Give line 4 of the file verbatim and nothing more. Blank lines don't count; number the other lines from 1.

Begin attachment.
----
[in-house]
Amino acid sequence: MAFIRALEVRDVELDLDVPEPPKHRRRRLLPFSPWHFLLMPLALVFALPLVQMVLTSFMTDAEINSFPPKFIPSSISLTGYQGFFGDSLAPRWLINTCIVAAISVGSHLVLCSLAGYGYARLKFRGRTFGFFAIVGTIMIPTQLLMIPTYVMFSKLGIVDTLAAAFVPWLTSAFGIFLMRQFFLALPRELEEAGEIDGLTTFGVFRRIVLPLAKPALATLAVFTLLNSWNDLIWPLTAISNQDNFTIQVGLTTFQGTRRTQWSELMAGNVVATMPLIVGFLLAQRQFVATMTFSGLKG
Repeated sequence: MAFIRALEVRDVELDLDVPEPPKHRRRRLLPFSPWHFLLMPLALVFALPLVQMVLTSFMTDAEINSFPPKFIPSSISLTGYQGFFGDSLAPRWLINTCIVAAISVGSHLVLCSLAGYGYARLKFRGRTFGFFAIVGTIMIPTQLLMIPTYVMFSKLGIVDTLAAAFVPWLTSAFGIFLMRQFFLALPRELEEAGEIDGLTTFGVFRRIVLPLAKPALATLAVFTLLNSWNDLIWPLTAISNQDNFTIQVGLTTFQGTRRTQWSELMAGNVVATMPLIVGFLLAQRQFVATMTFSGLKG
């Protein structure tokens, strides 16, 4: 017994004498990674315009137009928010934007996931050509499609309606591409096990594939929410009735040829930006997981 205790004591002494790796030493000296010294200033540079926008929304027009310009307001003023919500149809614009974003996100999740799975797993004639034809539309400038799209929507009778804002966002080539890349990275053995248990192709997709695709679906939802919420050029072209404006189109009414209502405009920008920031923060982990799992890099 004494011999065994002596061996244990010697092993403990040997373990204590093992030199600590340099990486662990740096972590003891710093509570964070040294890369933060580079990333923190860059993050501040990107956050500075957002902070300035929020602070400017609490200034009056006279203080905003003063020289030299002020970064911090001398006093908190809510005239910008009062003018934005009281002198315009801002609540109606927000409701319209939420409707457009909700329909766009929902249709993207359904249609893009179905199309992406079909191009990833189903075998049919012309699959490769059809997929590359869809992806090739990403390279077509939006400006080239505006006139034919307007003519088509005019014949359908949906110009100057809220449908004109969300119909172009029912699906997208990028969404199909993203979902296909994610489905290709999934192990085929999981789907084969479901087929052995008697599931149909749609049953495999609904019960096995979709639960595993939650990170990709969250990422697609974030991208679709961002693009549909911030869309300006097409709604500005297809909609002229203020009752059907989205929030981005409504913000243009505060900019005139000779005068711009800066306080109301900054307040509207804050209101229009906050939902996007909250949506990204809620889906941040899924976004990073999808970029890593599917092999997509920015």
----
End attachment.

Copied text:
């Protein structure tokens, strides 16, 4: 017994004498990674315009137009928010934007996931050509499609309606591409096990594939929410009735040829930006997981 205790004591002494790796030493000296010294200033540079926008929304027009310009307001003023919500149809614009974003996100999740799975797993004639034809539309400038799209929507009778804002966002080539890349990275053995248990192709997709695709679906939802919420050029072209404006189109009414209502405009920008920031923060982990799992890099 004494011999065994002596061996244990010697092993403990040997373990204590093992030199600590340099990486662990740096972590003891710093509570964070040294890369933060580079990333923190860059993050501040990107956050500075957002902070300035929020602070400017609490200034009056006279203080905003003063020289030299002020970064911090001398006093908190809510005239910008009062003018934005009281002198315009801002609540109606927000409701319209939420409707457009909700329909766009929902249709993207359904249609893009179905199309992406079909191009990833189903075998049919012309699959490769059809997929590359869809992806090739990403390279077509939006400006080239505006006139034919307007003519088509005019014949359908949906110009100057809220449908004109969300119909172009029912699906997208990028969404199909993203979902296909994610489905290709999934192990085929999981789907084969479901087929052995008697599931149909749609049953495999609904019960096995979709639960595993939650990170990709969250990422697609974030991208679709961002693009549909911030869309300006097409709604500005297809909609002229203020009752059907989205929030981005409504913000243009505060900019005139000779005068711009800066306080109301900054307040509207804050209101229009906050939902996007909250949506990204809620889906941040899924976004990073999808970029890593599917092999997509920015």